school art course. Students can submit one of three Advanced Placement Studio Portfolios – Drawing, Two-Dimensional
Design, or Three-Dimensional Design. The AP Portfolio consists of three sections – Quality, Concentration and Breadth. The
Quality section provides the student the opportunity to show their actual ability and “permits the student to select the works
that best exhibit a synthesis of form, technique, and content.” The Concentration section asks the student “to demonstrate a
depth of investigation and the process of discovery.” The Breadth section asks the student “to demonstrate a serious
grounding in visual principles and material technique.” For the Quality section, the student sends in five actual artworks. For
both the Concentration and Breadth sections, students submit twelve digital images each. The three sections are scored
separately by different evaluators but are weighed the same. The three scores are then combined and the average becomes
the score of the portfolio. It is advisable for all candidates to take supportive courses in History of Art and Photography. The
majority of the portfolio is submitted online with digital images, and all knowledge of artistic trends, movements, methods of
interpretation, and representation would be most beneficial. This course has required Summer Work.

ELECTIVES IN CERAMICS
Introduction to Ceramics                                                             ¼ credit                Semester
Prerequisite: Foundations of Visual Art
This course introduces the student to processes of working with clay. The emphasis is on mastering hand building and
wheel throwing techniques, as well as surface finishing techniques. Students learn how to achieve specific visual and tactile
effects through manipulation of clay and glaze. The focus is on composition and fine tuning of craft. The class balances a
focus on sculptural and functional clay work. Students will learn real world applications of Ceramics, such as researching
and mixing glazes and making work that can be used for eating, drinking, and baking. Visual Journal (Sketchbook) outside
of class.

Developing Ideas and Creativity in Ceramics                                           ¼ credit                  Semester
Prerequisite: Introduction to Ceramics
Developing Ideas and Creativity in Ceramics emphasizes strong concept, individual expression and creativity. Students
begin the semester working in stoneware, earthenware, and porcelain. After the initial project, students choose to continue
working in the clay of their choice. Students will complete projects that explore related pieces (sets of pieces shown together
as a work), storytelling, stamp making, mold making and ways of manipulating clay and surface finishes to improve the
structural and aesthetic quality of their artwork. Each student chooses a professional 3D artist or art movement to research,
and each student designs original pieces that adapt some aspect of the researched work. Students learn to measure the
specific gravity of glazes and how to repair green ware, bisque, and glazed work. Visual Journal (Sketchbook) outside of
class.

Alternative Processes in Ceramics                                                   ¼ credit                    Semester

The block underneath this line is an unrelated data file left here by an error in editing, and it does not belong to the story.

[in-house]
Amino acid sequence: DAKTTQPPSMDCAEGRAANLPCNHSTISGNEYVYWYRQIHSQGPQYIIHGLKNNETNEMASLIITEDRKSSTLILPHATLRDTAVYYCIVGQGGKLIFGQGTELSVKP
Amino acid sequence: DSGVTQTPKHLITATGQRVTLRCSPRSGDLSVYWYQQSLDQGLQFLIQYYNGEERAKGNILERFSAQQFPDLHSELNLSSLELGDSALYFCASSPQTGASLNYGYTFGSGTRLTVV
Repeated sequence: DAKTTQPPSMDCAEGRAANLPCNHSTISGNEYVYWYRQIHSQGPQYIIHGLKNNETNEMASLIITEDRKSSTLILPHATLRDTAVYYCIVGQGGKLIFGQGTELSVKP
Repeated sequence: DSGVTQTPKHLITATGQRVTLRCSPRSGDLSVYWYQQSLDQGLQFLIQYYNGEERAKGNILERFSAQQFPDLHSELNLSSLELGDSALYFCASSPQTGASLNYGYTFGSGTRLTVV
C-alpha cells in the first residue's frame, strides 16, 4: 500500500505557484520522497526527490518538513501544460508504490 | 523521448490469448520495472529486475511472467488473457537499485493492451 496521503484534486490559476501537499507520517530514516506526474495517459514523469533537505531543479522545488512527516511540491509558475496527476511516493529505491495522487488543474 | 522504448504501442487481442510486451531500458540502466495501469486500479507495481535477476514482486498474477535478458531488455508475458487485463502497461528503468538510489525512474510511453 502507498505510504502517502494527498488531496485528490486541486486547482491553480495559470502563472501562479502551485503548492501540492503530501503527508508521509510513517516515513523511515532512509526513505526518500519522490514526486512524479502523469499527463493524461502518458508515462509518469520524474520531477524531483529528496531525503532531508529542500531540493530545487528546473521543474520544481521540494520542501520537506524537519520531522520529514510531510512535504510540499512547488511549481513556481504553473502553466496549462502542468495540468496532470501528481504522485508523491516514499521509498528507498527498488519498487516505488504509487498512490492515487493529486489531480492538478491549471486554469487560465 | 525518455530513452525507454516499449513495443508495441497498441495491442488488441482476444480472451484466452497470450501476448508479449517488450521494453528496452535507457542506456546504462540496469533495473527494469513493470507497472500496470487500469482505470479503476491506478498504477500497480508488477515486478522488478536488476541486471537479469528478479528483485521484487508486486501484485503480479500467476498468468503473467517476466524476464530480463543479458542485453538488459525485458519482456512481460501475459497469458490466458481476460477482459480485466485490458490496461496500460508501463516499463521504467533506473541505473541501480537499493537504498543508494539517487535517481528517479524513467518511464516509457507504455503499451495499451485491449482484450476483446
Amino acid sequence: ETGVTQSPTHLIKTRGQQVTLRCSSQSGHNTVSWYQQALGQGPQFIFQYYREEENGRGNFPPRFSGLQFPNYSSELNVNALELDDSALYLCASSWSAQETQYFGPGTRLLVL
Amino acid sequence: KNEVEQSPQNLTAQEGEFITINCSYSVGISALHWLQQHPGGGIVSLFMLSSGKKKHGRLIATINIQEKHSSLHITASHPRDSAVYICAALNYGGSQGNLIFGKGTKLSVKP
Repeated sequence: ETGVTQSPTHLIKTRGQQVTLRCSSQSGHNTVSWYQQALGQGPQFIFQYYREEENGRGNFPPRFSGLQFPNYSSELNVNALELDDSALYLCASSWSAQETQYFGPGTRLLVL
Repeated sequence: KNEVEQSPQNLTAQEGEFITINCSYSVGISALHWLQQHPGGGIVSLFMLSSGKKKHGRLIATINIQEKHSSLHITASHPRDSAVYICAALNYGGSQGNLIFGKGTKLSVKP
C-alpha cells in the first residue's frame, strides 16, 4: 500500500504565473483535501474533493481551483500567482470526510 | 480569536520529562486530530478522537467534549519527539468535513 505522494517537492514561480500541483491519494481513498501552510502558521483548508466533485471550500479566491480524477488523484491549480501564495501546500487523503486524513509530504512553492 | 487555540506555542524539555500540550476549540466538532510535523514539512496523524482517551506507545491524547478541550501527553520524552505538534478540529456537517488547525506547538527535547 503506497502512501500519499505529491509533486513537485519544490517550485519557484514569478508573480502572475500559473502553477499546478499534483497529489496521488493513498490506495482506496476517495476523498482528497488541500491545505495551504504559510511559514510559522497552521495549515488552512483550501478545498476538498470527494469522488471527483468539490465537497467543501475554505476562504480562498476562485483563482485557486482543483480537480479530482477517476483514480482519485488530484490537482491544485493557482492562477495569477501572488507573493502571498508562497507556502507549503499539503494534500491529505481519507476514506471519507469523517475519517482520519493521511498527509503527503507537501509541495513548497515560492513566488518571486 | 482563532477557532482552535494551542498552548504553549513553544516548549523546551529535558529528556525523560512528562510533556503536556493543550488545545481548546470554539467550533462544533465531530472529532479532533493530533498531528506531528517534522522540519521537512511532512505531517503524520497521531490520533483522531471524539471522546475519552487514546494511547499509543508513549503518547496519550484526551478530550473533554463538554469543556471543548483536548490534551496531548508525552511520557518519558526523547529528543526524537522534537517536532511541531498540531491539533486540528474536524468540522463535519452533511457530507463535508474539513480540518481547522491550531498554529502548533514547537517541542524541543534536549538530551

Prerequisite: Developing Ideas and Creativity or portfolio review
Alternative Processes in Ceramics gives students the opportunity to delve into processes such as image transfer, making and
applying terra sigillata, altering thrown work, throwing hand-built work, explorations in glass mosaics, pit firing, and cold
finished surfaces. Projects build upon the foundation established in prerequisite courses with further emphasis on risk-
taking and the development of an individual voice. Along with growing skills in the aesthetics of clay art, students take on
the challenge of glaze chemical adjustment. Visual Journal (Sketchbook) outside of class.

Personal Directions in Ceramics                                                       ¼ credit                 Semester
Prerequisite: Alternative Processes or a portfolio review
Personal Directions in Ceramics is intended for the highly motivated student. In this course, students are given the option of
choosing from a few guided projects or coming up with a focus of their own, towards which they will work the entire
semester. Experimentation with media and attention to concept are encouraged, and the goal of the course is for the
student to create a body of work with a clear personal aesthetic. Examples of the kinds of projects that the student will
pursue at this level are a study of glaze chemicals, making and using original clay tools, the making of tableware specific to a
variety of baking and serving temperatures and processes, and sculptural studies with focus on problems featuring the axis
of gravity. Visual Journal (Sketchbook) outside of class.

(c) = coordinated class                                                                                   2/21/2019   13 | P a g e
2019-2020 Upper School Curriculum Guide

Bits and Pieces - A Study of World Traditions of                                       ¼ credit                  Semester
Repurposing Fired Clay Shards in Ceramics
Prerequisite: Alternative Processes or a portfolio review
Bits and Pieces is a course that investigates the historical use and repurposing of fired clay that has been broken either
accidentally or deliberately, ranging from its use in archaeology to industrial applications to the art of pique-assiette to the
Japanese kintsugi tradition of breaking, repairing, and gilding cracked pieces. Each unit will incorporate research and a
related project that typifies the repurposed use of broken fired clay. Visual Journal (Sketchbook) outside of class.

Ceramics / Advanced Ceramics                                                 (c)     ½ or 1 credit             Semester, Year